Wednesday, June 11, 2008
Often times people have such great success making hypertufa that they consider selling their items. Go for it! You can sell from your own yard by having an actual "Yard Sale" or you can think bigger and look into the craft fair market.
Choosing the appropriate venue is key when selling any item. When selling "light-weight cement products", remember that most people will not want to be lugging them around all day because, yes they are lighter weight but not actually light weight! With that in mind, you may want to decide on your delivery policy. My first year I sold at a craft fair, I know we would not have been as successful if we would not have delivered the items.
If you live in a tourist driven community, you need to be aware that most tourists do not want to have to box up a large heavy item to haul home with them on an airplane. You will want to look for a venue like a yard and garden expo that will attract locals interested in sprucing up their yards.
Some communities allow roadside vendors, while others will fine you heavily for trying such an atrocity! Check out your local bylaws before jumping in. In most cases you will need to have a business license which can be obtained for around $25 in the state of Hawaii. Prices in other states may vary. You may also have to purchase a vendors license for the day.
Once you choose a venue, you will need a checklist so that you don't leave something vital to your sales at home. Here is the checklist I used when setting up at the Kona Coffee Festival:
2 chairs (although I hardly remember getting to sit down!)
1 6'folding table with custom fit table cloth (I made my table cloth out of dark green sheets. I made it fit over the table with a slit in the back so that I could store things under the table but have easy access.
Risers I use risers to elevate my items to various eye levels. For the risers I used the boxes that I hauled the items in.
Fabric overlays These will be placed over the risers to make an attractive display area.
Plants I use plants to dress up my display table and to show how hypertufa items can be used as planters or plant stands. I use poinsettias around xmas time and other plants as seasonally appropriate.
Supplies to do a demo: This will include molds, tools, a stepping stone to unmold and carve, gloves, plastic stencils, water jug, tufa ingredients
Bags at my sale I had items besides the tufa to sell so I took recycled bags to put items in.
Tissue paper or newspaper You may need to cushion an item in a box that a customer is taking home.
Guest Book Some people will leave their email addresses with you for you to contact regarding your next sale or a class you may be giving in the future.
Photo album or portfolio This will give people ideas of what you have made in the past and they may place orders with you.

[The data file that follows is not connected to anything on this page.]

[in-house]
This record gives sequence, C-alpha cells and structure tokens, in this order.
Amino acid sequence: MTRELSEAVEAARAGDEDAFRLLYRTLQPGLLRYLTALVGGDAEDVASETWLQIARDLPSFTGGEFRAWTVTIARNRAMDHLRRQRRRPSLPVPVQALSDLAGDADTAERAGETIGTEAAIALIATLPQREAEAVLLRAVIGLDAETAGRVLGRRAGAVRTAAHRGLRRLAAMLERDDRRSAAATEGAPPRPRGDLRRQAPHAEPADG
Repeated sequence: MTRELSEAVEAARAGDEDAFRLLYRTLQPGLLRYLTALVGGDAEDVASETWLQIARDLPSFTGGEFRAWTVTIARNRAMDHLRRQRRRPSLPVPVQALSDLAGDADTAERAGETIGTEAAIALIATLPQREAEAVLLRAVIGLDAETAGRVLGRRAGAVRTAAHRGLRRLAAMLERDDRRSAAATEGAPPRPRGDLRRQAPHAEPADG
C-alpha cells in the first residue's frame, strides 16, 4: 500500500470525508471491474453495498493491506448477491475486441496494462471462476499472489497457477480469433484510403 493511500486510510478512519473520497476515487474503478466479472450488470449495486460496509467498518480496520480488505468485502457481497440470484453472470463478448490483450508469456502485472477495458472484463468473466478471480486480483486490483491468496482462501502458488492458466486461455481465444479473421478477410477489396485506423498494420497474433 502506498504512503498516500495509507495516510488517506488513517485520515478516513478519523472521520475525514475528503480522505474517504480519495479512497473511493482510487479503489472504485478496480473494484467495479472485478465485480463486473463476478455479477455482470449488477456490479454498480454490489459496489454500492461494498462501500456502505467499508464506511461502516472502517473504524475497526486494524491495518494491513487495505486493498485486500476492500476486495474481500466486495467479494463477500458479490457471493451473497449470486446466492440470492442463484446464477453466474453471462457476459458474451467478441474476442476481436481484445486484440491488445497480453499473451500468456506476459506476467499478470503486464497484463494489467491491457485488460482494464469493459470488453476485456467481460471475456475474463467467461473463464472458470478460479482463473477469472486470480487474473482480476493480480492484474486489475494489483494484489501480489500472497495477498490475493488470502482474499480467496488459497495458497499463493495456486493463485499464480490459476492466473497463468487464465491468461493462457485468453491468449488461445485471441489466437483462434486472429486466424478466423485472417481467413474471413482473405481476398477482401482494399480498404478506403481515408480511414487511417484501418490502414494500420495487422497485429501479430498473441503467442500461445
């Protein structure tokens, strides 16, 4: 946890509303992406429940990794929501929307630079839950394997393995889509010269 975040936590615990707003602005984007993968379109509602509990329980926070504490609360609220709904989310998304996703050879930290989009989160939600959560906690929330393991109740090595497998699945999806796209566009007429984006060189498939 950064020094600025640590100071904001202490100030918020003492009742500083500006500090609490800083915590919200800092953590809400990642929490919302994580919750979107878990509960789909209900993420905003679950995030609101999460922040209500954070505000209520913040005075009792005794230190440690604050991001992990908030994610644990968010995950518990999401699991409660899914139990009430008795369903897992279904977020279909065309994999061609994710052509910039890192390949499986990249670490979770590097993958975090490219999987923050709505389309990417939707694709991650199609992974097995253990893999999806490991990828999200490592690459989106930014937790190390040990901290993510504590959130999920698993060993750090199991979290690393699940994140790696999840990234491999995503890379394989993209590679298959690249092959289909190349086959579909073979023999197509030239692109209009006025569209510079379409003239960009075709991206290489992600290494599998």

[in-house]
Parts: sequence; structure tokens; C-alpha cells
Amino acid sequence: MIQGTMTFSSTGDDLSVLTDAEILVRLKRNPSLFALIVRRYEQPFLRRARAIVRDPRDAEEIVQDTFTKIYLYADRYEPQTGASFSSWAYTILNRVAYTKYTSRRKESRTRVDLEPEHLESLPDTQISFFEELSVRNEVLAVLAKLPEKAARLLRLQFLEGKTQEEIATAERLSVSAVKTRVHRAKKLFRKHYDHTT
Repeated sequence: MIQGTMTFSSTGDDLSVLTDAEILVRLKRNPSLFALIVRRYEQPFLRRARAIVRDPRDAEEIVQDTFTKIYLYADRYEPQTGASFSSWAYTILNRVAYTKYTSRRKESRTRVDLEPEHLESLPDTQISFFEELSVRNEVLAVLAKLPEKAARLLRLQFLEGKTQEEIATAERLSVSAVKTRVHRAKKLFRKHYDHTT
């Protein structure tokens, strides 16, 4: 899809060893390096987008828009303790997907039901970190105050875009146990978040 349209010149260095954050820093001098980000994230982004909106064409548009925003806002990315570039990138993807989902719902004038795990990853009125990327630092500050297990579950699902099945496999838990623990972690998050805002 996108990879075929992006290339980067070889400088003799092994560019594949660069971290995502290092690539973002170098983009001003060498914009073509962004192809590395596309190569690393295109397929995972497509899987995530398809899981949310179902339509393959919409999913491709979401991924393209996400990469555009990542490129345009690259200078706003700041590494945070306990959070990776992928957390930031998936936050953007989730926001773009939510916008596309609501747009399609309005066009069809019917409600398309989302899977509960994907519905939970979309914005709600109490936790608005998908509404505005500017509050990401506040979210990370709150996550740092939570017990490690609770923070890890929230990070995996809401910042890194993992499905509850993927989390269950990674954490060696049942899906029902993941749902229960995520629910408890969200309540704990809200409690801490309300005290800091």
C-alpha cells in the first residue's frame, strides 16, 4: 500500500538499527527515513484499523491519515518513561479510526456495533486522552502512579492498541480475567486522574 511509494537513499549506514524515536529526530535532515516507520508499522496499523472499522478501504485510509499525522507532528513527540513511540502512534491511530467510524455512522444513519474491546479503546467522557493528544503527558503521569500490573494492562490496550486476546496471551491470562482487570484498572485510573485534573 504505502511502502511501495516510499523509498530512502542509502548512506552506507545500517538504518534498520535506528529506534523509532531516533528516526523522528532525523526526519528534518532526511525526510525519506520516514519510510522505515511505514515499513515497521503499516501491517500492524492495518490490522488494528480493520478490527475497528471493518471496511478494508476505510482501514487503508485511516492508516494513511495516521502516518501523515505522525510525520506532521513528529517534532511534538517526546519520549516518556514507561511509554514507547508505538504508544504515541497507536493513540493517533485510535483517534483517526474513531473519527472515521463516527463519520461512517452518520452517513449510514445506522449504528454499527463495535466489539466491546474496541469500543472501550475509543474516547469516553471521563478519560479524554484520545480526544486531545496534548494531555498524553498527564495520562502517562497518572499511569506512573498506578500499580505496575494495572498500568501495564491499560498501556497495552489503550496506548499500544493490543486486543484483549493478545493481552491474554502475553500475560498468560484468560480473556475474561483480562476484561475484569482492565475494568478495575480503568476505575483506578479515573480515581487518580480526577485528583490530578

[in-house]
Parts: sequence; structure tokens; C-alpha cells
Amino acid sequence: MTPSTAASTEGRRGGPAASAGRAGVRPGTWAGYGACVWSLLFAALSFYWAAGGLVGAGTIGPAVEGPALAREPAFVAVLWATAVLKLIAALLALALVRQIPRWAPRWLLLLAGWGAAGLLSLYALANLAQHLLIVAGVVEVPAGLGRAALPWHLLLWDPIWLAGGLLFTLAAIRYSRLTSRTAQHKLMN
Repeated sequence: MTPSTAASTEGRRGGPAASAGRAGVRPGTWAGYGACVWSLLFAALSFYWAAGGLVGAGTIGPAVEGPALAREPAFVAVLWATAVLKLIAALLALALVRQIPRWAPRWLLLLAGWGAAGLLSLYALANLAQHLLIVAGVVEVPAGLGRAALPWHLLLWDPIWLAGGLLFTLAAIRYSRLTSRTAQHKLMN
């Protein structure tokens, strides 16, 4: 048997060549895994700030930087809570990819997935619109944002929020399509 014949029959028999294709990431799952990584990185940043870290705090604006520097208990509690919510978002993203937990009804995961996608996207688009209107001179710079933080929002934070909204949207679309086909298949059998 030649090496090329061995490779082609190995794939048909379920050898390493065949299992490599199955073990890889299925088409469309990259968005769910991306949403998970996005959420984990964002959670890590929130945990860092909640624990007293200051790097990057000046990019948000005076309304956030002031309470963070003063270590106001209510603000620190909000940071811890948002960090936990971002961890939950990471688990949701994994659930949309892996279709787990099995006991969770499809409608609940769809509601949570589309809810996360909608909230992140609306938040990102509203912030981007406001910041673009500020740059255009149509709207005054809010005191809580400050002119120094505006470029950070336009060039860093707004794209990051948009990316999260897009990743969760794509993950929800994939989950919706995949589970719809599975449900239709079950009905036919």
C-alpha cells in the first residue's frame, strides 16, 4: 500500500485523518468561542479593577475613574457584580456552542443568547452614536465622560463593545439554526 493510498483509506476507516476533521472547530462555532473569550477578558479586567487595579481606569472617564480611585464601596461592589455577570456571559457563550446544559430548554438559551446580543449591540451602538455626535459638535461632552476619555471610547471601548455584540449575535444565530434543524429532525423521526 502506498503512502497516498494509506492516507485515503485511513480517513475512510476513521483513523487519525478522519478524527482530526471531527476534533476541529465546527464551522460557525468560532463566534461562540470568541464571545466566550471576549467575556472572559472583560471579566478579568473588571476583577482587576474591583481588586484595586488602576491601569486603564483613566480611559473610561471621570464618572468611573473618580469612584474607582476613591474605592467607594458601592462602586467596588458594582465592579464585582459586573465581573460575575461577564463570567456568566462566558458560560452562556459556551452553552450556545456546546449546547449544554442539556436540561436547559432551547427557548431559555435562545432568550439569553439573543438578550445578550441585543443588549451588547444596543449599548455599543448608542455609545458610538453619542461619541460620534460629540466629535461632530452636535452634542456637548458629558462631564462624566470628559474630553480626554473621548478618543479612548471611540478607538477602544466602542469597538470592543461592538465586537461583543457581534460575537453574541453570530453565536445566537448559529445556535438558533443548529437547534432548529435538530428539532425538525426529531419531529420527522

Rubbish bags A no-brainer...leave the area cleaner than you found it!
Cooler with drinks and food You may not have time to even walk over to a food booth to get a bite to eat if you are real busy!
Money belt or fanny pack I want to trust everyone but the fact is that you can not. So keep your money and change on you.
T-pins and safety pins You just don't know what you may need if it gets windy or some other unforseen catastrophe.
Pens and a Pen holder
Wisk broom and dustpan
Business cards Lots of them!
Hypertufa "How To" sheets The craft fair I did was more of a community service event. I was there to demonstrate a craft to the community. I made sales because as one man told me "I have more money than I do time", so he wanted to purchase items that I had on display. I was willing to take his money off his hands since we both benefitted.
Your venue will also dictate other things you may need. A tent may be required. Do they provide tables? If so what size are they? What are the rules and guidelines of the particular craft fair you are doing? One that I participated in required you to be set up by 9am and to not begin breaking down until 3pm. Make sure you follow the rules.
How much should you take to sell?
This question can never be answered to ones satisfaction, but I try by saying take more than you expect to sell and hope for the best. People don't stop by a booth that has little to show. So take a variety. For myself and the kind of items I make, I would take one large Japanese Lantern, two Tufa Torches, 3 pillars of different heights, 20 stepping stones of different diameter, 3 square planters, 3 Ikebana vases, 2 beach ball pots (to be shown in a future post), and other items of various price ranges. For instance I sell embroidered dishtowels right along side of the tufa at the coffee festival if it has a coffee theme.
This is always a difficult subject. How much should I charge for something I made? Well, luckily, the ingredients that go into making hypertufa are very inexpensive. I have found that people in my area willing pay $7-$10 for a stepping stone, $75 for a beach ball pot, and $150 for a large Japanese lantern. Prices will vary by location. If you live in an area where it is common to make crafty things, you may have to ask less than someone who lives in an area where people don't customarily make their own things.
I have found that many people are interested in this product but for some reason they are afraid to try it. Because of that, they will still pay you to make it for them.
Best of luck to you. Please drop me a line and let me know if you have learned other tips to success along your journey.